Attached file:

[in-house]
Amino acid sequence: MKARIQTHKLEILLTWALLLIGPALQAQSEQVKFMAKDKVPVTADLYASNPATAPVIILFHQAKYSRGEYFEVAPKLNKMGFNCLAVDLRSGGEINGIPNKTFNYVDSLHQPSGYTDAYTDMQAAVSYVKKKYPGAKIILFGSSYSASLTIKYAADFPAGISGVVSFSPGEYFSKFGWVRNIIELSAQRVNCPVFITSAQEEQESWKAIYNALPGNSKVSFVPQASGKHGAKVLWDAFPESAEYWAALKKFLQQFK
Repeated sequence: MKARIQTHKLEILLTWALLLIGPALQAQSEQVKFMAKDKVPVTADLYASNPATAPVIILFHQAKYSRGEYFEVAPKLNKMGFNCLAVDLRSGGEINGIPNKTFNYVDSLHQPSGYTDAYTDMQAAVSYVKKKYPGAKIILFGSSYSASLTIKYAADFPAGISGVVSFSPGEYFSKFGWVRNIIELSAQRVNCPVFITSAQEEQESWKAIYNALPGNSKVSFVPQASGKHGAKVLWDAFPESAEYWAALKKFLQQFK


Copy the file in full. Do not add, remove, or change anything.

[in-house]
Amino acid sequence: MKARIQTHKLEILLTWALLLIGPALQAQSEQVKFMAKDKVPVTADLYASNPATAPVIILFHQAKYSRGEYFEVAPKLNKMGFNCLAVDLRSGGEINGIPNKTFNYVDSLHQPSGYTDAYTDMQAAVSYVKKKYPGAKIILFGSSYSASLTIKYAADFPAGISGVVSFSPGEYFSKFGWVRNIIELSAQRVNCPVFITSAQEEQESWKAIYNALPGNSKVSFVPQASGKHGAKVLWDAFPESAEYWAALKKFLQQFK
Repeated sequence: MKARIQTHKLEILLTWALLLIGPALQAQSEQVKFMAKDKVPVTADLYASNPATAPVIILFHQAKYSRGEYFEVAPKLNKMGFNCLAVDLRSGGEINGIPNKTFNYVDSLHQPSGYTDAYTDMQAAVSYVKKKYPGAKIILFGSSYSASLTIKYAADFPAGISGVVSFSPGEYFSKFGWVRNIIELSAQRVNCPVFITSAQEEQESWKAIYNALPGNSKVSFVPQASGKHGAKVLWDAFPESAEYWAALKKFLQQFK